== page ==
The comportment of President Uhuru Kenyatta and First Lady Margaret Kenyatta, on the 59th Madaraka Day reminds us of Charles Dickens’s famous words in the classic Great Expectations. The 19th Century literary genius wrote, “In the little world in which children live, whosoever brings them up, there is nothing so finely perceived and so finely felt as injustice.”
People in power do well to know that we are all children. We remain children, no matter how old we live to be. Every extreme act, good or bad, wakes up the child in us. There has been a massive sense of injustice in the public spats between President Kenyatta and his deputy, William Ruto. They wake up the child.
For, howsoever you look at it, there would be no President Uhuru Kenyatta without William Ruto. We say here in Emanyulia, no matter how badly a friend wrongs you, think even of the littlest good he did for you. Find space in your heart to forgive him.
Ruto made Uhuru the president of Kenya. By the same token, he made Margaret Kenyatta the First Lady. For that alone, the Kenyatta’s owe him courtesy in public. It matters not that it is only pretended courtesy. They also owe Kenyans courtesy.
Look at this, the First Lady walks snootily past the deputy president, who is standing clearly waiting to acknowledge her. She shakes hands with the visiting first couple from Sierra Leone. She walks past the deputy president again, to take her seat. The act is repeated by the president.
But he takes the disdain a notch higher. His Madaraka Day address is a tirade against Ruto, instead of the dignified national address it should be. The rest of the sorry details will be recorded and stored in the archives that President Kenyatta has built along Langata road.
Two major lessons from Dickens, however. The child in each one of us never dies, especially the oppressed child. Each time we witness injustice by a powerful person, the child in us wakes up. It automatically empathises and sympathises with the underdog.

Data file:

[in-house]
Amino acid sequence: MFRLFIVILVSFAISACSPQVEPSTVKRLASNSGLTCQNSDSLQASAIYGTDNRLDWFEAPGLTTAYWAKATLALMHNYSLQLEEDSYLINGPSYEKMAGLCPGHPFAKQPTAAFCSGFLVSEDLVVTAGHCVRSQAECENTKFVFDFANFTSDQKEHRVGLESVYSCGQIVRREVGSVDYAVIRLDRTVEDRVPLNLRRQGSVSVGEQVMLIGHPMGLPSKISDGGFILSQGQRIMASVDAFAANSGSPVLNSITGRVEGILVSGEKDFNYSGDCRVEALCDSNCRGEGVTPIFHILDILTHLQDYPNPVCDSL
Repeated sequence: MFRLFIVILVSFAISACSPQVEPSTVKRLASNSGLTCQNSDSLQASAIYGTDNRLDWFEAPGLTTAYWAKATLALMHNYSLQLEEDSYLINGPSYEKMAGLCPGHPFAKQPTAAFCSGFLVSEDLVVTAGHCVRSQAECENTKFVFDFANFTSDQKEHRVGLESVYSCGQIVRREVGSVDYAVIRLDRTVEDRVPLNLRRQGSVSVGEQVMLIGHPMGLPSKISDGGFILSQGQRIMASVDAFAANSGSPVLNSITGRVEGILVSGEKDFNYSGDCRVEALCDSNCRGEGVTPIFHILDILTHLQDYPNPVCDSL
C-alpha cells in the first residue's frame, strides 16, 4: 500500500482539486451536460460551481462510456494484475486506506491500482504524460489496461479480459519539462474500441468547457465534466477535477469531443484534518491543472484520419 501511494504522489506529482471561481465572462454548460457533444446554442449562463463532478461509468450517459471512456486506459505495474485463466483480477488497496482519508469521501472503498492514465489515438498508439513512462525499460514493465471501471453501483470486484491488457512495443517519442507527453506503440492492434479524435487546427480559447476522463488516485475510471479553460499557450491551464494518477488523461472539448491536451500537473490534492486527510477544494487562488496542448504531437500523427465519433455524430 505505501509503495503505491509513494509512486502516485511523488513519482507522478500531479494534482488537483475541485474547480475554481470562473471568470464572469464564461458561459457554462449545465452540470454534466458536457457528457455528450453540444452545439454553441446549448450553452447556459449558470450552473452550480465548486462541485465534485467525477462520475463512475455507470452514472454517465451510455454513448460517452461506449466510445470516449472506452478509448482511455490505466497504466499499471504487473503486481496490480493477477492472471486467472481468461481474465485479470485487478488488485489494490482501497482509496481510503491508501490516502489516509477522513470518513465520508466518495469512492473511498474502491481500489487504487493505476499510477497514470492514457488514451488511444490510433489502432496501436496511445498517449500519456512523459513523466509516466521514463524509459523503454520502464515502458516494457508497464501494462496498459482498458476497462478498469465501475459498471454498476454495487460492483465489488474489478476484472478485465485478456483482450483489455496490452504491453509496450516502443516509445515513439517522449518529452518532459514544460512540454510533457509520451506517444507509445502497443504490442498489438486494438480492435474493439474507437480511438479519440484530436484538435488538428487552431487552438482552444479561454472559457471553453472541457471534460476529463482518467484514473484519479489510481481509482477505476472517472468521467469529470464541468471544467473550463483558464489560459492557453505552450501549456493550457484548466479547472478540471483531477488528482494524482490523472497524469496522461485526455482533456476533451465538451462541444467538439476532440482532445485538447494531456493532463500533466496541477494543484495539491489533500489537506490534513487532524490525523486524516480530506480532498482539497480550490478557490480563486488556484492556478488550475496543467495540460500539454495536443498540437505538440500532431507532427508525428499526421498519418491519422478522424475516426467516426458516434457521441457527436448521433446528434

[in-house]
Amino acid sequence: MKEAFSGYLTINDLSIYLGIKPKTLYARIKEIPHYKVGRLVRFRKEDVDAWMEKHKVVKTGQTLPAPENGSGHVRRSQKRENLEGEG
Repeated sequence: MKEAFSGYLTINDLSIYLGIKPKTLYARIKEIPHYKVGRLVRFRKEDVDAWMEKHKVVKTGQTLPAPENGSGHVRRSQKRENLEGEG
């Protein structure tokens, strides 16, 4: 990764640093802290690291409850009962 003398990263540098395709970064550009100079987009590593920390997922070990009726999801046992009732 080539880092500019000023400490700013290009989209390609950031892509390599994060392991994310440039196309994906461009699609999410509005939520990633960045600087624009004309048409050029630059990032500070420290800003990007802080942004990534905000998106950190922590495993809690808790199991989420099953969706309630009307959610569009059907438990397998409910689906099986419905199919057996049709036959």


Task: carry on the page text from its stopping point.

Psychologists like Sigmund Freud have told us that conduct like that of Kenya’s first couple subconsciously wakes up those of us who were mistreated as children. We see the powerful man in the image of the unjust characters who oppressed us.
That is why the rest of the president’s Madaraka Day activities were a wasted effort. When everything else is forgotten and only anecdotes remain, history will remember the first couple’s behaviour at this year’s Madaraka Day more than anything else they ever did. They risk being styled in the docket of snobbery and bluster, with poor judgement of sense of occasion and common decency.
In the short term, significant numbers will want to put in even a feeble blow for Ruto. As Dickens explains, the injustice done to the child may be very small, such as refusing to shake his offered hand. Yet, the child is small, and its world is small.” A little injustice looks so huge.
Let me repeat, Ruto made Uhuru the president of Kenya. That is why Kenyatta and Raila Odinga are falling over themselves to keep Kalonzo Musyoka in the Azimio-One Kenya Alliance. It’s why they are selling Martha Karua very hard – including in the Madaraka Day State address.
The voter who feels the pinch with Ruto will not find a President Kenyatta to hit back at. For, he is going away in less than ten weeks from now. But they will find the next thing in the way – the Raila Odinga-Martha Karua Project. The project will bite the bullet.
For Margaret Kenyatta, you have failed us, Mum. You failed to take your lesson from the great women of the Bible, such as Abigail, Ruth, Esther and Bathsheba. You elected, instead, to take your place close to Princess Jezebel, the Phoenician who became Queen when she married the landed magnate called King Ahab.
You failed to have a moderating effect on our president. History will remember you that way, after you leave State House in the next ten weeks. It is thus recorded.
Dr Muluka is a strategic communications advisor. www.barrackmuluka.co.ke